Nor does Madden shy away from the occasional acerbic judgment. “With the defeat of the Persian Empire the people of Byzantion faced a new era. The fierce wars that had so long raged across Asia Minor and Greece were over. Without the Persian threat, the Greeks were free to pursue their own interests, choose their own governments, and make war on their Greek neighbors at will. This was their way.” (p. 16) The chapter that describes how the Greeks encountered a rising power from the peninsula across the Adriatic is titled “Romans Bearing Gifts.” (p. 30) One of the gifts, at least initially, was protection without rulership. The Romans genuinely admired Greek achievements, and withdrew after they had defeated Philip V of Macedonia’s efforts to conquer Greece. Within a decade of Rome-enforced peace in the Greek lands, “in mainland Greece, however, anti-Roman parties dominated. Roman officials were routinely jeered, even by children in the streets. The Romans remained enamored of Greek culture and proud of their role as the protector of Greek liberty, but they were becoming very tired of the Greeks themselves.” (p. 40)
The history in Istanbul is mostly a political history, but Madden takes care to situate the situation in the city within larger contexts, and to give a taste of the flavor of everyday life during parts of each period. He is particularly strong in description, and he draws on the archeological record to give readers a sense of the city’s changing appearance. His links to modern locations or contexts also help to make the picture of long-ago times clearer, as in this passage about the role of water in the life of the city around the fourth century.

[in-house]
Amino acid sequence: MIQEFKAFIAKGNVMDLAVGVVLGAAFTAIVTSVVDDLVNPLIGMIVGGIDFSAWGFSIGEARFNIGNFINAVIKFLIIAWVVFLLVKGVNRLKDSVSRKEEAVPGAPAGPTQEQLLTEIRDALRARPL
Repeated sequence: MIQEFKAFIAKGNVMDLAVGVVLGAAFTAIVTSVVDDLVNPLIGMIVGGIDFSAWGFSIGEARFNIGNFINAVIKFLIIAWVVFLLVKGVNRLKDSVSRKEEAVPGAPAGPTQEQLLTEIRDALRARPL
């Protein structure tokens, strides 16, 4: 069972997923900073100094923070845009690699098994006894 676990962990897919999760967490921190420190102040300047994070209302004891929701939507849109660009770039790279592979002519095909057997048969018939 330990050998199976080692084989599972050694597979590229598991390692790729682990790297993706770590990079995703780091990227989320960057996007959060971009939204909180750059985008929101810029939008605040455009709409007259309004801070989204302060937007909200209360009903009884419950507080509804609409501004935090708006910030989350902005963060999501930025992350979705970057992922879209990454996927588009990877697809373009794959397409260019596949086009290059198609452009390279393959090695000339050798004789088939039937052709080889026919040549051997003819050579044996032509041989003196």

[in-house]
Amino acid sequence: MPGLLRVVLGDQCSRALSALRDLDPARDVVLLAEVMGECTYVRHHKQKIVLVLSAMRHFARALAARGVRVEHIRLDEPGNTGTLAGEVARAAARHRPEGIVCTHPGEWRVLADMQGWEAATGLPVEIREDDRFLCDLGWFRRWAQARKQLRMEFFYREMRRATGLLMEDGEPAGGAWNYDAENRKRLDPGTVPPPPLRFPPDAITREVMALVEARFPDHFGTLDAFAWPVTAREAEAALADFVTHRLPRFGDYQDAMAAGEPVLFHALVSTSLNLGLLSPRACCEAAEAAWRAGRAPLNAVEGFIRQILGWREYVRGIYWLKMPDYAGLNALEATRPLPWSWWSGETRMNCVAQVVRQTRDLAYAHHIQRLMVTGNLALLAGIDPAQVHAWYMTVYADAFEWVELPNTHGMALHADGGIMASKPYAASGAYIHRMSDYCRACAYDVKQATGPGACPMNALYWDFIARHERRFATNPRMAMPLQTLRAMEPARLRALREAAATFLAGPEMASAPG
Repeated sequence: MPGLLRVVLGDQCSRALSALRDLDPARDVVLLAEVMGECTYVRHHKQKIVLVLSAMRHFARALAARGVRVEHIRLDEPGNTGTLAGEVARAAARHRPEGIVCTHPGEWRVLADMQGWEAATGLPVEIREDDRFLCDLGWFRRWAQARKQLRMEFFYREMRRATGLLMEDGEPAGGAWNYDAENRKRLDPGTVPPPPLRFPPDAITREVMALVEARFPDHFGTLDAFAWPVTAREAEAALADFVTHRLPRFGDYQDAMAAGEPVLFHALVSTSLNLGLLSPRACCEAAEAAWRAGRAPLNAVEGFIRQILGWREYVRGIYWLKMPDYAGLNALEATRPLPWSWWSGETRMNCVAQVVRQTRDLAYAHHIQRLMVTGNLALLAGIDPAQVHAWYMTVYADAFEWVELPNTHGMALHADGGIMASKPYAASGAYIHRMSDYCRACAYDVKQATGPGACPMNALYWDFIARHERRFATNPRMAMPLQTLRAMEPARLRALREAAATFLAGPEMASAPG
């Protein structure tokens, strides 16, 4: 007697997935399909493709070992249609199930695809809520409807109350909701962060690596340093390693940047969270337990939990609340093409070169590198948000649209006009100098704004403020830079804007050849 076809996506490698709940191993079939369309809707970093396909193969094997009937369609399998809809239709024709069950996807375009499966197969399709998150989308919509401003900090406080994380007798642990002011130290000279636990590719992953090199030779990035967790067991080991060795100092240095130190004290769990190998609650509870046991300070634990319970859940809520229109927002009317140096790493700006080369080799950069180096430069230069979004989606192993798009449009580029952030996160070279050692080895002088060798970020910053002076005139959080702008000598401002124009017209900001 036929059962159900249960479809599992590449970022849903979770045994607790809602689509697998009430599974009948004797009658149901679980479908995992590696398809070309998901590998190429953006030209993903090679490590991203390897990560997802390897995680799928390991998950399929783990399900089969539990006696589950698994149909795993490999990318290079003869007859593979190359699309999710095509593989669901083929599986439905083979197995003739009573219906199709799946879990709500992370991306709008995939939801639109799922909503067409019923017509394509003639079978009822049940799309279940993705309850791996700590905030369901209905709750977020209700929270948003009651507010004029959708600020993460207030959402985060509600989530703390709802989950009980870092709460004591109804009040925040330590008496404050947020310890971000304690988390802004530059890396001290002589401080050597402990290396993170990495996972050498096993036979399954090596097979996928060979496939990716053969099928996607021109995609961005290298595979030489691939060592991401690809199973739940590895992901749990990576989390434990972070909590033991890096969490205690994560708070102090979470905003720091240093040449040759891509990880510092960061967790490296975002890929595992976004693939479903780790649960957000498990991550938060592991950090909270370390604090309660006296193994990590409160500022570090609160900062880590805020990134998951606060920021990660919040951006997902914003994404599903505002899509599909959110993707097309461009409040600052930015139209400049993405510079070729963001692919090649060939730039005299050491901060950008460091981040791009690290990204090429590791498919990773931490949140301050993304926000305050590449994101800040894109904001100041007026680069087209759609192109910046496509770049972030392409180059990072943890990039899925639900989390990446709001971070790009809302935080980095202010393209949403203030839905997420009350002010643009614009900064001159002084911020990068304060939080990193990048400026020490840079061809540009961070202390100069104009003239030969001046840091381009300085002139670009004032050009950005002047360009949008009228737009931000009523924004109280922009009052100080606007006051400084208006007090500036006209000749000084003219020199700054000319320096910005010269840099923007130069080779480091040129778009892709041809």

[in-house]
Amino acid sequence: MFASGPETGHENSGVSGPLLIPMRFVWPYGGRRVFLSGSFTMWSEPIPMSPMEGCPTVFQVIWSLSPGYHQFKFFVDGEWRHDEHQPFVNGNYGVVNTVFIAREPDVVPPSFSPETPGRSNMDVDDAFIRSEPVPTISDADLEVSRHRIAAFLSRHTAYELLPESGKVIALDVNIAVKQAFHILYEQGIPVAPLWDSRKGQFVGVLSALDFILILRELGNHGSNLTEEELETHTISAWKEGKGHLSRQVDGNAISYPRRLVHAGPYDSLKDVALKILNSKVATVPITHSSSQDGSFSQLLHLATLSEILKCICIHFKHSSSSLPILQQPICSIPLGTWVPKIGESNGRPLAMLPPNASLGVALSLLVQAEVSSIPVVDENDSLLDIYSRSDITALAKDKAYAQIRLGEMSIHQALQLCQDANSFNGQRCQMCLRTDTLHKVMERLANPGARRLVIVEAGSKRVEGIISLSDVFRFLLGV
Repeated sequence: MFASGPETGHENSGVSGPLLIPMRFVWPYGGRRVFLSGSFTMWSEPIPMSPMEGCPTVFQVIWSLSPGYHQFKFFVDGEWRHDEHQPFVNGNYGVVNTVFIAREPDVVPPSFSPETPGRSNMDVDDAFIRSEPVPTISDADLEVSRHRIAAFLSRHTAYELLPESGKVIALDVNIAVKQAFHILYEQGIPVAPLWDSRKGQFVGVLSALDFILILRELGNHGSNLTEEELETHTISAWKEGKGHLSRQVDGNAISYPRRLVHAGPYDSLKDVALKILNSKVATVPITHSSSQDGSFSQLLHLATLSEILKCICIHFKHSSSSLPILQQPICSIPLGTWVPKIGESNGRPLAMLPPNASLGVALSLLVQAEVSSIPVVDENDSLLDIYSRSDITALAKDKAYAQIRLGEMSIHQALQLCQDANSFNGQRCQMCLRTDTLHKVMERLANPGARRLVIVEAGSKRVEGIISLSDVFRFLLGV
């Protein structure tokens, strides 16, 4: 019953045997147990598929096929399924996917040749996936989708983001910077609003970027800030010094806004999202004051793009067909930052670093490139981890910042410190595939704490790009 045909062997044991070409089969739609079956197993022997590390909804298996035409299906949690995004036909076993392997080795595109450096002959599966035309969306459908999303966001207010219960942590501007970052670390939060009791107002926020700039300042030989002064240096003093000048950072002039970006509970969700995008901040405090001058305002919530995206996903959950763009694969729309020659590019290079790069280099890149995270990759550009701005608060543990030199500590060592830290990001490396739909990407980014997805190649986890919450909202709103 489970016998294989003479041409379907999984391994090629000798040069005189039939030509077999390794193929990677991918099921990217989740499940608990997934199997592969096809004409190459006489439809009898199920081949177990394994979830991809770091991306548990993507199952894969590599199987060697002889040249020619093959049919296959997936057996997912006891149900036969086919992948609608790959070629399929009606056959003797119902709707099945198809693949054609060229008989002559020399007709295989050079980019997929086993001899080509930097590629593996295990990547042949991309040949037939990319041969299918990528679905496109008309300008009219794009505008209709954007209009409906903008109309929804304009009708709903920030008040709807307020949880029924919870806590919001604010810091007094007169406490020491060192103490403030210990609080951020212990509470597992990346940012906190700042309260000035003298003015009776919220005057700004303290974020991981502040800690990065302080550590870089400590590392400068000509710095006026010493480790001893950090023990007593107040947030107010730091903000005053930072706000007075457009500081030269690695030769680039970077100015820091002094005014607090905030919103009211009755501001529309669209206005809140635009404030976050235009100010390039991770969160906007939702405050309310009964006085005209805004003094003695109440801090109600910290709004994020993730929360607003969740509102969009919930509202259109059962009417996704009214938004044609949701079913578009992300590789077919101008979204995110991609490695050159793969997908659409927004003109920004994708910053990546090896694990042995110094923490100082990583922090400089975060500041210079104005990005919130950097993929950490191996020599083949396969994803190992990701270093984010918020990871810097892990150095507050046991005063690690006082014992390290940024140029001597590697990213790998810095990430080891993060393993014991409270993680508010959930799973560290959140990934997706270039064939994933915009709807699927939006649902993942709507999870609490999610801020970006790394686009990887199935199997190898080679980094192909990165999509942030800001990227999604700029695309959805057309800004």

Half a million people require a great deal of water, both for their own personal consumption and for a sewer system. … As a general rule of thumb, ancient Romans in the elite cities required approximately 265 gallons per person per day. (By comparison, modern Americans use approximately 100 gallons per day.) Multiply that by 500,000 people, and the amount of water required by Constantinople was truly staggering. …
So extensive a network of aqueducts could pose a strategic risk should an enemy discover their locations and cut off the supply. The Romans responded to this risk in innovative ways. Large underground cisterns were dug in Constantinople to hold water for easy retrieval from wells and for use in times of drought or danger. The most famous of these is the Basilica Cistern … To visit that hushed space today is to step back into another age, far removed from the noisy Turkish city above. Its arched brick ceiling is supported by 336 columns that collectively prop up the buildings above. This one cistern could hold more than 100,000 tons of water, yet it was just one of many midsize underground cisterns scattered across the vast city. The columns themselves, so serene today, illumined by colored lights and accompanied by the sound of dripping water from above are justifiably famous for their diverse shapes and designs. Yet virtually all of them were recycled from older buildings. Indeed, as beautiful as the Basilica Cistern is today, it was never meant to be visited on foot, with but a few inches of water along the floor. All the columns that inspire such wonder among modern tourists were for centuries under water. The purpose of the cistern, after all, was to be full.